By A.L. Yoder
A speck of dust landed in my nostril, waking me up in a fit of sneezing and coughing. I was slumped against the wall. I hadn’t meant to fall asleep, and the muscles in my back protested my awkward position as I braced myself on the windowsill and stood up.
I pulled back the curtain a few inches, trying to gauge how long I’d been asleep. Outside, only a faded streetlights stayed awake.
I let the curtain fall back as I looked around the detritus of the room, the debris of my search, and took a deep breath.
Boxes and boxes and boxes scattered, some fallen, their contents bursting forth. I grabbed the closest one, and ripped at the tape.
The reels in this box were heavy, and I struggled with them, my hands aching from doing this thousands of times.
This attic was already covered with miles of film tape and disturbed dust. Some I’d thrown, in fits of anger and frustration—
“God damn it!”
—and now it looked like a prank, millions of memories strewn around like trash, casting shadows of blurred negatives on the walls. I was standing in the middle of every memory I’d ever had, looking for the worst.
The film whined as I pulled it off the reel, and I squinted up to the light. This was wrong. Again.
The wrong time, the wrong place, the wrong age. I tossed the entire reel away from me. It skittered across the warped attic boards that groaned as the reel stopped.
The next box was ruined, the negatives slipping against each other, bursting out of their frames and skipping entire sections.
“Drunk,” I sighed. I dug deeper into the box, but they were all like that. There had been a time where that was too common. I threw those reels against the wall, and one of the stretches of film fell across the meager lamp in the corner. The weak wattage combined with the drunken memory and made a smoky pattern on the wall. I left it where it was.
Boxes and boxes and boxes. Nothing. I was so tired of doing it; I wasn’t even enjoying the gems I was finding buried up here, lost beneath the piles of minutia I’d stacked on top of them as I’d gotten older.
Redwood trees, growing into eternity. Me, walking with my head as back as far as it would go, trying to take in the scenery. I cast the beauty of northern California aside, but I saw a flash of a smile. I knew it was my best friend, who’d taken me on that trip, marching in a rainy parade.
Here. This reel. This had to be it. I squinted, looking for my father, the hospital walls, those damn fluorescent lights. There I am, getting a cappuccino, two sugars.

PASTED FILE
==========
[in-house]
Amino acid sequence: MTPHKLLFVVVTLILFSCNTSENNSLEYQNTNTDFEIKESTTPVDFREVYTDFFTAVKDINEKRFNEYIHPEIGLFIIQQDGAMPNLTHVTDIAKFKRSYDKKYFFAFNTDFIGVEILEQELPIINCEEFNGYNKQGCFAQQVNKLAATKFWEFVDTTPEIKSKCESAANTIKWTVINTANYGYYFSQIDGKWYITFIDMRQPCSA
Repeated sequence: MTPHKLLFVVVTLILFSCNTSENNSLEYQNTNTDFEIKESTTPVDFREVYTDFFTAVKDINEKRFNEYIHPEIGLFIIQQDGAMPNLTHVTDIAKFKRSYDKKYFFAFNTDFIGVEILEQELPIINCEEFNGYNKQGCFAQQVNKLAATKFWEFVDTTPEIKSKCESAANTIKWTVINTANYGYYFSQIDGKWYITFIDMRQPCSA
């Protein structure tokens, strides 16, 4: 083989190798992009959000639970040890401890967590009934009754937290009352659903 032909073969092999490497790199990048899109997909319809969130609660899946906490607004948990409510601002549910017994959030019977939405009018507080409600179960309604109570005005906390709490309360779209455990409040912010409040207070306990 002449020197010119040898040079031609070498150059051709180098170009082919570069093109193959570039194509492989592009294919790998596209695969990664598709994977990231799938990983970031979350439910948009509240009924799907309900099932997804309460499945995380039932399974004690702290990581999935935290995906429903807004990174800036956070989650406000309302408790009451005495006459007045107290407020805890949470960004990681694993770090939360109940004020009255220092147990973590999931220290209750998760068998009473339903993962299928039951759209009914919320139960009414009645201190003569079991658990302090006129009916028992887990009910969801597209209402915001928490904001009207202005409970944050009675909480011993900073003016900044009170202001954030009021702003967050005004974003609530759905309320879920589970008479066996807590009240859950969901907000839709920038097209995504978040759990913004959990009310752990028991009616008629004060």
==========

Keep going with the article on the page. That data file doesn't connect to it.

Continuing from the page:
My throat dried out, suddenly full of the dust and weight of this upstairs attic room, as each frame got me closer to what I needed.
My father, head in his hands. He talked in the next frames, but I knew the sound would be distorted. Memory was funny like that.
I grabbed my dad around his chest as he hit his head on the wall, dragging him away. There were people in this frame that I didn’t remember seeing, but there they were.
We composed ourselves, frame by frame, then walked into the intensive care unit. My dad had a tote bag on his shoulder. What was in it? Clothes, maybe.
“This is the one,” I whispered. I pulled the scissors out of my back pocket and took a deep breath. I had to be careful now.
There she was, lying in the hospital bed. I stood in the doorway as my father rushed to her. She was crying. Everything was wrong in that moment. It wouldn’t get better for weeks. Millions of moments would be all wrong.
But this was the moment. Which frame? Which frame…
I picked the one where my mother was in full view for the first time. She would look worse in the coming days, recovering from brain surgery, head shaved, staples holding her skin together over the plates and screws keeping her skull in one piece.
My hands shook and I ran the film through my left hand, looking for the break, the exact frame I needed. Hours and hours of searching came down to this cut, and I couldn’t even look.
I lined up the scissors, closed my eyes, and shuddered at the sound of my memory being severed in half. The negative fell to the floor, scissors clattering after it, and I opened my eyes.
The room heaved, everything in it shifting and rearranging. I stood in the middle of the chaos, watching my memories fly around. I’d broken them to fix myself.
The last to go was the frame I’d just cut, and I watched as the hallway zoomed away to the wall by the window, and the hospital bed rushed to the wall by the door. The same moment, broken in two.
The stillness was more powerful than I expected, and tears spilled onto my tired cheeks.
I walked to the door of the attic, finally ready to leave. I looked back at the mess I’d made, how organized it looked. How now, everything in my life was sorted into two categories:
Before on one side; on the other, after.